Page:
Allegations of theft-related or fraud-related offences can arise in many circumstances. A person may find apparently lost or abandoned property. A person may also innocently come into possession of property that had been stolen from its lawful owner. Sometimes, a person is compelled by mental health issues like kleptomania to take property without paying for it. In other cases, a person’s addiction to alcohol or serious drugs leads them to steal from strangers, friends, or even family.
The Criminal Code contains numerous provisions that prohibit acts of theft or fraud.
- It is an offence – called theft – to fraudulently deprive someone of their property. The Criminal Code distinguishes between property that is less than or more than $5,000.00.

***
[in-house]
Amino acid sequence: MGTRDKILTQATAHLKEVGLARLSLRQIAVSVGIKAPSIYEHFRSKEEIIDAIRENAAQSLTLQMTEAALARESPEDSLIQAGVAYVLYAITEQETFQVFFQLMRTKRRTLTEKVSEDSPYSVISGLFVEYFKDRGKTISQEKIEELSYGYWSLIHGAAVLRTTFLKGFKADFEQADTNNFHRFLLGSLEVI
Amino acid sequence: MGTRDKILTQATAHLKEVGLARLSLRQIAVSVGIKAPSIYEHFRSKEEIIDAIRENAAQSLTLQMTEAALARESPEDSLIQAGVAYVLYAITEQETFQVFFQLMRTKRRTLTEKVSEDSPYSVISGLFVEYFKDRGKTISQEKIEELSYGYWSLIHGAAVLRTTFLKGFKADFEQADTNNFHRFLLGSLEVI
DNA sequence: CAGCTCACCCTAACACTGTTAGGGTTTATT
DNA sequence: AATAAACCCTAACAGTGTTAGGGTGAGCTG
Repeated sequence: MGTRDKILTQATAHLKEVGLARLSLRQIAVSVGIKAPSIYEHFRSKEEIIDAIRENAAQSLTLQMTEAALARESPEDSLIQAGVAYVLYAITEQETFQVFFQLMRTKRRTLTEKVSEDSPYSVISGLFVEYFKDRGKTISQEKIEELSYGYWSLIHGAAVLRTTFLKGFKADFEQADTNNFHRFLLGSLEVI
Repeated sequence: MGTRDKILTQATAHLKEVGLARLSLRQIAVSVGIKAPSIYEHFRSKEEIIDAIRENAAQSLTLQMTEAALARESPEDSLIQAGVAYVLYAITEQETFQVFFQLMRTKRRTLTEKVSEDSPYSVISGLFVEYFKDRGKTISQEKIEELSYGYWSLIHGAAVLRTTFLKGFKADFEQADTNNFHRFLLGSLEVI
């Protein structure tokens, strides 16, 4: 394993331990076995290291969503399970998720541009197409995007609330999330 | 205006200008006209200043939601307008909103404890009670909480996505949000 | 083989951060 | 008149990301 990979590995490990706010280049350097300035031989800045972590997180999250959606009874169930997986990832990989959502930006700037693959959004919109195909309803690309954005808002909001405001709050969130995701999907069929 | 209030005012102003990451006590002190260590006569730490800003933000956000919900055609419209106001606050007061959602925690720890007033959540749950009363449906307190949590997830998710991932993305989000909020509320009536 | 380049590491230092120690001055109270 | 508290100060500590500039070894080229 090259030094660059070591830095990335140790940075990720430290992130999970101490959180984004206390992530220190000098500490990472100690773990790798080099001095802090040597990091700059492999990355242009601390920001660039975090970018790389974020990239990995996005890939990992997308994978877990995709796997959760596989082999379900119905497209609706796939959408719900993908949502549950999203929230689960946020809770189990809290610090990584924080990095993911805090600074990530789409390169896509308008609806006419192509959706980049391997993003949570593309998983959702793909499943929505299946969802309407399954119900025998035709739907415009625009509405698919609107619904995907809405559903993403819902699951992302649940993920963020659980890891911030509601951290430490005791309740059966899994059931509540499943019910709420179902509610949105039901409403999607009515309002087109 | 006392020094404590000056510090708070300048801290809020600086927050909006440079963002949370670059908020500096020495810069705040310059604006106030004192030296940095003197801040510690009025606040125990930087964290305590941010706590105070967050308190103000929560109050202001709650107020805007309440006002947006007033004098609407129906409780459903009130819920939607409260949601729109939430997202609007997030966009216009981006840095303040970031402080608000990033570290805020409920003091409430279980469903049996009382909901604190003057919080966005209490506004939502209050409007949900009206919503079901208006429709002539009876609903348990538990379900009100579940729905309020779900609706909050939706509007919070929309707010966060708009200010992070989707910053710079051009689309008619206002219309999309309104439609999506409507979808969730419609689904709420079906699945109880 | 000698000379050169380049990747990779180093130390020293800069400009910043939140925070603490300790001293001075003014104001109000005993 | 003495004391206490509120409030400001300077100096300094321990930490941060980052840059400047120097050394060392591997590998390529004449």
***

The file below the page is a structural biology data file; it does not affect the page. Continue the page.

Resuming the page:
- It is an offence – called robbery – to use or threaten to use violence in order to steal something.
- It is an offence – called extortion – to use threats, accusations, menaces, or violence in order to induce another person to do anything with the intent to obtain anything.
- It is an offence to break and enter into a place for the purpose of committing an offence. It is also an offence to possess the instruments for breaking and entering into a place.
- It is an offence to possess or traffic in property obtained by crime.
- It is an offence – called fraud – to deprive someone of something through a falsehood.
- It is an offence to steal a credit card, forge or falsify a credit card, or possess a stolen or forged credit card. It is also an offence to possess the instruments for making forged credit cards.
Theft and fraud offences range from minor allegations of shoplifting to serious allegations like breaches of trust or armed home invasions. Our lawyers are available to advise and represent people being investigated or charged with any theft or fraud offence.